Phia Group


Phia Group Media

A COBRA Conundrum

By: Nick Bonds, Esq.

COBRA continuation coverage has never been what I would call “intuitive.” Even under the most straightforward of circumstances, COBRA involves a byzantine labyrinth of rules and timelines, for employers and beneficiaries alike. In the time of coronavirus, COBRA has only grown in its complexity. Recent rules make those timelines more difficult to follow and the coverage more complex to administer. Though these new rules should make more accessible to employees than ever, the COBRA headaches for employers may never have been more intense.

In the “before times,” COBRA coverage was somewhat more straightforward – complicated, surely, but plan administrators were accustomed to the requisite timelines, the unique premium rates, the maximum periods of coverage. COBRA administration was not easy but had a certain familiarity that offset the intimidation factor of its intricacies.

Last spring, as the grip of the pandemic was first beginning to tighten, the Departments of Labor (DOL) and Treasury implemented a new final rule tolling the deadlines for certain aspects of ERISA plans, including the timeframes for electing and paying premiums for COBRA coverage. At the time, like many in our industry, we foresaw that handling COBRA claims incurred during these expanded timeframes were likely to become a chaotic mess. That insight began looking both more accurate and more dire as the pandemic and the “outbreak period” approached its first anniversary. ERISA and the Code imposed a one-year limit on the ability of DOL and the Treasury to toll those deadlines, and we collectively braced to see how the agencies would reconcile that statutory limit with preserving the expanded access to coverage.

Of the likely options their guidance would take, they opted for what was probably the most complex route possible. With mere days to spare before the relief could potentially expire, the DOL issued guidance in Disaster Relief Notice 2021-01, explaining that the “tolling of certain deadlines” operated on a person-by-person basis. Essentially, every individual plan participant has their own unique tolling period. Plan administrators would be forgiven for panicking slightly at trying to keep every individual’s tolling period organized, but at least the deadlines (and premiums) for every potential COBRA beneficiary would not come due all at once, and many plan participants would still have the potential to continue their coverage.

Then, with Sec. 9501 of the American Rescue Plan Act (ARPA), the COBRA landscape got a few new wrinkles. Though COBRA subsidies had been included in the original version of the bill approved by the House of Representatives, those subsidies only covered 80% of the cost of COBRA coverage. In the Senate, those subsidies were increased to 100% for the sixth month period beginning April 1 and ending September 30, 2021. Meaning certain assistance eligible individuals (AEIs) who elect COBRA during this subsidy period would have 100% of their COBRA premiums paid by their employer during that time, with the employers to be reimbursed though payroll tax credits.

This has a few big implications worth considering. Not least of all that COBRA claims have historically been fairly expensive, as most employees tend to avoid paying the relatively high cost of COBRA coverage if they don’t absolutely need it. With that cost nullified, the higher risk pool of COBRA beneficiaries may be somewhat diluted, as even healthy AEIs enroll in COBRA coverage at no cost to themselves.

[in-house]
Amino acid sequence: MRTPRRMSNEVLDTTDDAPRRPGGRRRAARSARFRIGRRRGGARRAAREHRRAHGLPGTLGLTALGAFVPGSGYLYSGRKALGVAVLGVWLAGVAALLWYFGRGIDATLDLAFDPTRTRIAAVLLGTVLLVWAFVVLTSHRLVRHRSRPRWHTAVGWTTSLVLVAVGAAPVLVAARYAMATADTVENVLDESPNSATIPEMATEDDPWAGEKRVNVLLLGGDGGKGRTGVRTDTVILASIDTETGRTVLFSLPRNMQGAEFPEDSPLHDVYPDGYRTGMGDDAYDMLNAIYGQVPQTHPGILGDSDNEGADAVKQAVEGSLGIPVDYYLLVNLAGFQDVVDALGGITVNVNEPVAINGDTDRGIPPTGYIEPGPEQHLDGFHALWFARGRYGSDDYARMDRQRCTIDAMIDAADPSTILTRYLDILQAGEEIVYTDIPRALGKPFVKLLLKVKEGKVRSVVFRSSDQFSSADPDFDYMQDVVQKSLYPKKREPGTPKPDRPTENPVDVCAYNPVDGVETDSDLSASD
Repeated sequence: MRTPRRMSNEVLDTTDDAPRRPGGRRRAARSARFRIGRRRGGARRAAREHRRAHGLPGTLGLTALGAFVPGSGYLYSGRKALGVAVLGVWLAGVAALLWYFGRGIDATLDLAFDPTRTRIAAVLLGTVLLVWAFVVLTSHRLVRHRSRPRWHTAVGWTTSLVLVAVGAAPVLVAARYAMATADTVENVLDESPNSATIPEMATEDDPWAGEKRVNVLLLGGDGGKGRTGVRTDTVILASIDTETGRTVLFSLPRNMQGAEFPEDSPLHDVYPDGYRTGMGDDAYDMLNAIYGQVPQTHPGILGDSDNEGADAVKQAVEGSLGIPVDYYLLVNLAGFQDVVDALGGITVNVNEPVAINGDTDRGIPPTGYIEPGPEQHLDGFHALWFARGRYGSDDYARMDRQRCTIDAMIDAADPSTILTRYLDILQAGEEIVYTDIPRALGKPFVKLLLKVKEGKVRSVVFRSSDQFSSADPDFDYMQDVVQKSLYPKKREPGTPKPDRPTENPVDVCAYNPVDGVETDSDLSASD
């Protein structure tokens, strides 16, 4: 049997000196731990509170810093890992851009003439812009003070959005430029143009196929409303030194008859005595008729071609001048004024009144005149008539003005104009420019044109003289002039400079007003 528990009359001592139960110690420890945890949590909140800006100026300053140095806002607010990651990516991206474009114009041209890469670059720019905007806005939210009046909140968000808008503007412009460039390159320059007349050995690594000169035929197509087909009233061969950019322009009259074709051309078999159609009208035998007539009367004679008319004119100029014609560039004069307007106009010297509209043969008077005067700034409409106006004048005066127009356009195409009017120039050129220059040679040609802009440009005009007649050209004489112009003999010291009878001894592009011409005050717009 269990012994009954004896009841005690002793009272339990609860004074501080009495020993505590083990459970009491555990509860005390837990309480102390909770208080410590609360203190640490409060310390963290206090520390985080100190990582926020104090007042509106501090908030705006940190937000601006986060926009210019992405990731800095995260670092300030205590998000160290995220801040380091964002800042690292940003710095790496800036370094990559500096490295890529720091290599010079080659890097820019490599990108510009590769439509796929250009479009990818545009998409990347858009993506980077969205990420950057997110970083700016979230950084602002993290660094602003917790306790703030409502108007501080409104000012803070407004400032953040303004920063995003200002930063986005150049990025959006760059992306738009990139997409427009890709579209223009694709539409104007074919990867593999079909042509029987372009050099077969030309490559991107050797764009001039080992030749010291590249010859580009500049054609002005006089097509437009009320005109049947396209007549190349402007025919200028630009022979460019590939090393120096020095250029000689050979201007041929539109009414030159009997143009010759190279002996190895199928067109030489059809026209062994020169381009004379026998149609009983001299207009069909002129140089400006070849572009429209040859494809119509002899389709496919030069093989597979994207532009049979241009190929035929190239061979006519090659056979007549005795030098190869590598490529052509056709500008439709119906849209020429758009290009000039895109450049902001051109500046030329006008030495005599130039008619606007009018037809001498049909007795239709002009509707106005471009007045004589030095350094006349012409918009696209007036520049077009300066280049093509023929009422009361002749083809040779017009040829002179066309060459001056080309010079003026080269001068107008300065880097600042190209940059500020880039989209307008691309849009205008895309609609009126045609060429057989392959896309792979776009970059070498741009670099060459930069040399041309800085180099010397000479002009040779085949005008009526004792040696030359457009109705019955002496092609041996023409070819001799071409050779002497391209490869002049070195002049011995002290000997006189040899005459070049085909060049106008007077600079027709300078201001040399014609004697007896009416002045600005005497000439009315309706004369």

Additionally, ARPA’s COBRA provisions include its own extended election period for COBRA coverage. An AEI who is not enrolled in COBRA as of April 1, either because they have yet to elect or elected and then dropped COBRA coverage, will have 60 days from the receipt of their new COBRA election notice to enroll. This will give individuals a second bite at the COBRA apple, so long as they are still within their maximum COBRA coverage period (generally, 18 months). Though as we mentioned, each individual will have their own “tolling period” to factor out as well.

ARPA also gives plan sponsors a “plan enrollment option” of allowing AEIs to change the coverage in which they are enrolled, if that coverage is available to similarly situated individuals and the premiums for that coverage do not exceed the premiums for the AEI’s existing coverage. In other words, plan sponsors can allow employees to step down to a tier of coverage that would be less expensive for them (once the six-month subsidy period has ended), but they aren’t allowed to “upgrade.” Plan sponsors are not required to allow AEIs to make this change, but the option is available.

Employers are also required to issue new COBRA notices alerting AEIs to the availability of the premium subsidies and expanded enrollment opportunities and will be required to notify these individuals again between 45 to 15 days prior to the end of the subsidy period. Current COBRA notices may be amended to include the new requirements imposed by ARPA, or separate notices may be provided. The DOL is mandated to issue model notices for both the availability and expiration of the subsidies withing 30 and 45 days of ARPA’s enactment, respectively. 

In the meantime, plan sponsors should reach out to their COBRA administrators (if applicable) and stop loss carriers as soon as possible to ensure that everyone is on the same page for administering claims that are incurred during the six-month window created by ARPA. They should also make preparations to issue updated COBRA notices, to ensure their employees are aware of the subsidy’s availability. As always, the Phia Group is here to answer questions and help clarify the issues these new COBRA rules are sure to create.